Your Car is Destroying Your Ability to Get Rich!

Problem #64: Car costs are a large part of my budget, but I don’t know how to reduce them.

How much do you think your car costs every year? Is it a big part of your annual spending? Think about it while I keep talking.

Let me know if this was you. Your thought process started out like this. “Well, gas is $2.50 per gallon, and I get around 20 miles per gallon around town. I usually drive, oh, . . . I don’t know, 100 miles per week . . .” Let me stop you right there.

It’s pretty obvious that you have no clue how much your car is costing you just to own, let alone transport you somewhere. This is a huge PROBLEM.

I wrote in a previous article about the biggest things that people waste money on, and one of them was buying a new car. On this point I think most people understand, the biggest drop in depreciation comes in the first year. Every subsequent year the depreciation is slightly less. Check out the curve below, and answer this question. Where on that curve would you want to spend your hard-earned money on a car? 100% equals brand new, and 50% would be half the original price. We’ll get back to this towards the end of the .article.

car depreciation curves

graph from Freeby50.com

As an aside, just think about all the parts that go into your car, and the engineering that it took to figure all those things out. From the internal combustion to the air-conditioning to the radio to the automatic windows, the modern car is incredible. It truly is amazing that our cars don’t break more often than they do, considering the abuse that some drivers put them through.

The Cost of Driving According to Really Smart People (the IRS)Car costs are destroying your wealth

Anyway, let’s continue. The IRS thinks it costs you 53.5 cents per mile driven to operate your vehicle. Granted, this is an average based on lots of assumptions. But let’s just go with it for second.

The average American drives 12,000 to 15,000 miles per year. Let’s split the difference and assume 13,500 miles per year. So . . . simple math . . . your car costs $7,222 per year to operate. And if you have a car loan, you spend even more! The average car payment is $479/month or $5,748! So, just to recap. If you’re average (and most are by definition) you spend $12,970 per year to own and operate your motorized plush wheelchair! Let’s break this down.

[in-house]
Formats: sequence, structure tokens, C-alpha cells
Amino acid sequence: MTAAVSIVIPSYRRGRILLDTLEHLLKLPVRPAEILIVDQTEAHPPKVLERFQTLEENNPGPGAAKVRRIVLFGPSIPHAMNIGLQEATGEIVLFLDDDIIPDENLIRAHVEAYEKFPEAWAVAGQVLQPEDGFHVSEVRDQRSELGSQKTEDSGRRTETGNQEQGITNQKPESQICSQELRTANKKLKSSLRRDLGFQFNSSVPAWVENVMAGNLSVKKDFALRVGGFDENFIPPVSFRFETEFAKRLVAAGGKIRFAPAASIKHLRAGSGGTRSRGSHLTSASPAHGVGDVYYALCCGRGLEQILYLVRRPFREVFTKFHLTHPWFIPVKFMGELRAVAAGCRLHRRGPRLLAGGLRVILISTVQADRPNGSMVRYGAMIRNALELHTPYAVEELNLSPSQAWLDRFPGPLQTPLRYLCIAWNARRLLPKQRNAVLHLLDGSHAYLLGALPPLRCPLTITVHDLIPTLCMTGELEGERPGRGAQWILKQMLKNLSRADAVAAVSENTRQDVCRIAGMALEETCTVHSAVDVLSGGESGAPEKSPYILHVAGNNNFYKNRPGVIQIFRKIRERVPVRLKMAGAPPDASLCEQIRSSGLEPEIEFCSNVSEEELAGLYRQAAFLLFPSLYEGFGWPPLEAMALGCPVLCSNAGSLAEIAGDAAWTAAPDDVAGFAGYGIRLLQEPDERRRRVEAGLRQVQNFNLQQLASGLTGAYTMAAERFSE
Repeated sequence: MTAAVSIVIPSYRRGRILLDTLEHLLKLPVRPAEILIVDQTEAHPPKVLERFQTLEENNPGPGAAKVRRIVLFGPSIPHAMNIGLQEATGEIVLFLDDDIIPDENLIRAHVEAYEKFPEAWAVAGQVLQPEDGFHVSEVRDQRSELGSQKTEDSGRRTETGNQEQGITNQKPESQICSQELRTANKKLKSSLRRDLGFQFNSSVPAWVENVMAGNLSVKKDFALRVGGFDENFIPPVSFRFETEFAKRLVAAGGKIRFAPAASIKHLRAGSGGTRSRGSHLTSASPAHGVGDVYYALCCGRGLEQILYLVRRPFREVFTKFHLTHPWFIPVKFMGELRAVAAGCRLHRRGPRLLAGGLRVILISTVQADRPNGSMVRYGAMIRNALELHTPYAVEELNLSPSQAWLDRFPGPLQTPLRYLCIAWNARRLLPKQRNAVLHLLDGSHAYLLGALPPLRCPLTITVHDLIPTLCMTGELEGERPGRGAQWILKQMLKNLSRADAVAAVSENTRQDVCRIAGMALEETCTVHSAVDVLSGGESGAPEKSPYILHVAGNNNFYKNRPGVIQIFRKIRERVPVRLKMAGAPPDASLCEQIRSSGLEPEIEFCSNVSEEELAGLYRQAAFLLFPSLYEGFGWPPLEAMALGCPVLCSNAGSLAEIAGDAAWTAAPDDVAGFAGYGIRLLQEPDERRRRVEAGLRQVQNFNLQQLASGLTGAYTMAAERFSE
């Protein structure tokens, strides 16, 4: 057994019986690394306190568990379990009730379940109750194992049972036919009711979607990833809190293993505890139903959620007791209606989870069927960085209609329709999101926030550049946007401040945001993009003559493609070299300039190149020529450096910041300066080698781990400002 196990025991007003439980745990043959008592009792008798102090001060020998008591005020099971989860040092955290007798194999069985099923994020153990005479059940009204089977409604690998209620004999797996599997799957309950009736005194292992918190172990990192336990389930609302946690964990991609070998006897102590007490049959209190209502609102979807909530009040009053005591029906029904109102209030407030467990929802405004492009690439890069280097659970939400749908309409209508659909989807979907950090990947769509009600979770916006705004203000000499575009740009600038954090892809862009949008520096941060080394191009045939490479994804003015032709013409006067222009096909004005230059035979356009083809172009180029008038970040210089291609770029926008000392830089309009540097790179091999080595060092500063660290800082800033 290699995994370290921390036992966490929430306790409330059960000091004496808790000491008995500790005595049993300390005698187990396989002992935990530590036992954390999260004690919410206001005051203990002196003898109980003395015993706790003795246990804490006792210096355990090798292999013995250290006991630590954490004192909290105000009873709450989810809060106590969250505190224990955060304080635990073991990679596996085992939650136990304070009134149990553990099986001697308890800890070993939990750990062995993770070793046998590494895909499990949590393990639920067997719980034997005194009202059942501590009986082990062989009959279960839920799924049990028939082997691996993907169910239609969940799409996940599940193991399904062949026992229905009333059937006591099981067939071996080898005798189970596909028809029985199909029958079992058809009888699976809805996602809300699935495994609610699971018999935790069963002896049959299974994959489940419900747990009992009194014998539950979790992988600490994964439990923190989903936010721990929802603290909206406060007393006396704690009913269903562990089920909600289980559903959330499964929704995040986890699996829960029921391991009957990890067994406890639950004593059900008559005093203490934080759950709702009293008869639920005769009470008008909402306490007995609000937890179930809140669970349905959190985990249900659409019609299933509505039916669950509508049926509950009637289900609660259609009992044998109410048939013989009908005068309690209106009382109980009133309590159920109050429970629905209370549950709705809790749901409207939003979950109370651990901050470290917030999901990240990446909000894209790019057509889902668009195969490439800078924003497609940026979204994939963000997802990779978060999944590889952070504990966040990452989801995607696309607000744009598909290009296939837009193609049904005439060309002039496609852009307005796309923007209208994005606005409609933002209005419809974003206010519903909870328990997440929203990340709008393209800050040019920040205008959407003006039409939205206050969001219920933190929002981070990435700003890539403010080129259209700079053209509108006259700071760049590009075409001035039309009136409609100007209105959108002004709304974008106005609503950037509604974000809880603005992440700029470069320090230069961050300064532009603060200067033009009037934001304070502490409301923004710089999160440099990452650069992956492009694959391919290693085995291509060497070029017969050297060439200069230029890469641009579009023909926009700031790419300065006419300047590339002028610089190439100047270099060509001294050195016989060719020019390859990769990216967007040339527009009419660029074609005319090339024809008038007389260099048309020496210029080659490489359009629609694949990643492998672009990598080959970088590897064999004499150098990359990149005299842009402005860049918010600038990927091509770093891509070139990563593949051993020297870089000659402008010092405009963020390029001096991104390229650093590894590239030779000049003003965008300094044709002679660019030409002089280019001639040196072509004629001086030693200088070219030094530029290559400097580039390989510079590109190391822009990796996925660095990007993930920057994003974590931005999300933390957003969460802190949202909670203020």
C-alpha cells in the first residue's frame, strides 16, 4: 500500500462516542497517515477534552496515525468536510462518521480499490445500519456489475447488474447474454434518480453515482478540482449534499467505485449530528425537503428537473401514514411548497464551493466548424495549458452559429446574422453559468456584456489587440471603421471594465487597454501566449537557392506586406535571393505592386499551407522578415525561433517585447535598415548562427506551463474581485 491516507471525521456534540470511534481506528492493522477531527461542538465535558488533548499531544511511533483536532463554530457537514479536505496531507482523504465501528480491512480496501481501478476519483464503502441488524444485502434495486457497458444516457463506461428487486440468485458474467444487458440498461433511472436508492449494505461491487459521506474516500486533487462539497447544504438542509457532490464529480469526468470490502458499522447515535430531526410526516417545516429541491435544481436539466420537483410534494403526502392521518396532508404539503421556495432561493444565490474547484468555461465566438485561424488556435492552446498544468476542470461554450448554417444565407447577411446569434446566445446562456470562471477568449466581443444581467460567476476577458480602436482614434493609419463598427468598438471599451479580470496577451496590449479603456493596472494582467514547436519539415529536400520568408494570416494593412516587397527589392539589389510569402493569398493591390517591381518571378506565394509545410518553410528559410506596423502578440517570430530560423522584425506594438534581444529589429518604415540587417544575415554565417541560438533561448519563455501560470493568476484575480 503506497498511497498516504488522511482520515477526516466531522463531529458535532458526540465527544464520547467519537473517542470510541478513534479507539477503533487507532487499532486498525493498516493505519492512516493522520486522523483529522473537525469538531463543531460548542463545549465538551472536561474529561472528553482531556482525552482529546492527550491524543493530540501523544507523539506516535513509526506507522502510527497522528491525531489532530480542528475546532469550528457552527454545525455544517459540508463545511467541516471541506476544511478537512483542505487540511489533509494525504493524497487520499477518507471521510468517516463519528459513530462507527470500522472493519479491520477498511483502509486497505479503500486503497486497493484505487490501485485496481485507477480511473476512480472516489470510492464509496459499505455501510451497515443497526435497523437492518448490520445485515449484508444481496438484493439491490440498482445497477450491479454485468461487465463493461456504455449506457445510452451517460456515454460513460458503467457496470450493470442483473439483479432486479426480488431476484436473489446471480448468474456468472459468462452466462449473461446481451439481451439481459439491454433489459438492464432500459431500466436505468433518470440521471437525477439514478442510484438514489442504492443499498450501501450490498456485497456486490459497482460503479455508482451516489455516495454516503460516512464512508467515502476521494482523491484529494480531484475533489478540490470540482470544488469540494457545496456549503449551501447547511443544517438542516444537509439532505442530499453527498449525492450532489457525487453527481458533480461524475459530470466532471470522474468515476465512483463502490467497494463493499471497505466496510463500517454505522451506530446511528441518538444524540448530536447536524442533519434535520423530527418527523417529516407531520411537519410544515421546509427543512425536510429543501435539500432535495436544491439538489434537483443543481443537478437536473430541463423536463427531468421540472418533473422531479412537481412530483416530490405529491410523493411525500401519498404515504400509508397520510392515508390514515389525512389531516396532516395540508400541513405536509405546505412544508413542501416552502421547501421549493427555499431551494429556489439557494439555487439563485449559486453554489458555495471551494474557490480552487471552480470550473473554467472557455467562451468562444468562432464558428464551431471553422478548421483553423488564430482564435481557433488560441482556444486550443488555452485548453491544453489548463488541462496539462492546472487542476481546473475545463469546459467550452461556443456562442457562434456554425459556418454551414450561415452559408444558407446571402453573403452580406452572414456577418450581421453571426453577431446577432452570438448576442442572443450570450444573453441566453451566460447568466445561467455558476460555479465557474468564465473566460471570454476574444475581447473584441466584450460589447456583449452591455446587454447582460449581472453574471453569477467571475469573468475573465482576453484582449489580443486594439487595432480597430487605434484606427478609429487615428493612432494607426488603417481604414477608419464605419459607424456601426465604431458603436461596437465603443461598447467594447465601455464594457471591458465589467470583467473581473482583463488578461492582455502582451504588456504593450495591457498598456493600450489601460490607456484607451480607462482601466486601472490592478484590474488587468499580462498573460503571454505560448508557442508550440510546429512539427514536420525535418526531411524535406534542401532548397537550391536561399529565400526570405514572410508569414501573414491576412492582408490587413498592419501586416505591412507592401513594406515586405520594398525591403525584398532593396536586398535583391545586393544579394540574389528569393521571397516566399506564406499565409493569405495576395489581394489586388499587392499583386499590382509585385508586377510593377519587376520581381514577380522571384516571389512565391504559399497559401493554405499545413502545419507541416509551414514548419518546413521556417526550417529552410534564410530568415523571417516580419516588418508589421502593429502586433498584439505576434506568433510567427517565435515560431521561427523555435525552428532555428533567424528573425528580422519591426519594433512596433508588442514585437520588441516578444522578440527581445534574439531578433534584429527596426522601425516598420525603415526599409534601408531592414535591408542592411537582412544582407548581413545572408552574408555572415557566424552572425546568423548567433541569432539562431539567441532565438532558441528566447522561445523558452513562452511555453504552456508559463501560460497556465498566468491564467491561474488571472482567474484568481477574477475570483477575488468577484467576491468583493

Gas is currently $2.50 per gallon. (It fluctuates so often, I used $2.50 as a rough average.) If your car gets 20 mpg, that equates to 12.5 cents per mile. Or $1,687 per year. Then include incidentals like insurance ($1000), oil changes (3-4 per year – $150), registration (varies – $100), inspections ($25), and taxes (also varies). The remainder is widely varying depending on your particular vehicle, which includes costs like depreciation and repairs. Again, the IRS has averaged all these costs to come up with their 53 cent number.

By comparison, my wife and I spent just $2,786 for TWO vehicles! Add in depreciation of $142 and $713 for our two late-model transports and we have a grand total of $3641. Or just $1,820 per vehicle.

Three Steps to Spend Less on Your Cars

So how did we do it?

Step one: NO CAR PAYMENTS. I can’t stress this enough. Never use future money to buy something that will continually go down in value. You might as well throw ten or twenty-dollar bills out the window while you’re driving your future away.

Step two: Drive LESS. Have to go to the store? Wait until you have to do several more errands, and plan a nice circular route through town to complete them all in one efficient trip. Does it take a little effort and planning? Yes, but the alternative is driving all the way across town every. single. day. Even though you were just there yesterday and the day before. Also if possible, choose a house/apartment closer to work.

Step three: Choose a reliable, older car. Our vehicles are currently ten and fifteen years old respectively. Remember that depreciation curve. Check it out with my added notations. This shows when you should buy your cars.sweet spot for car values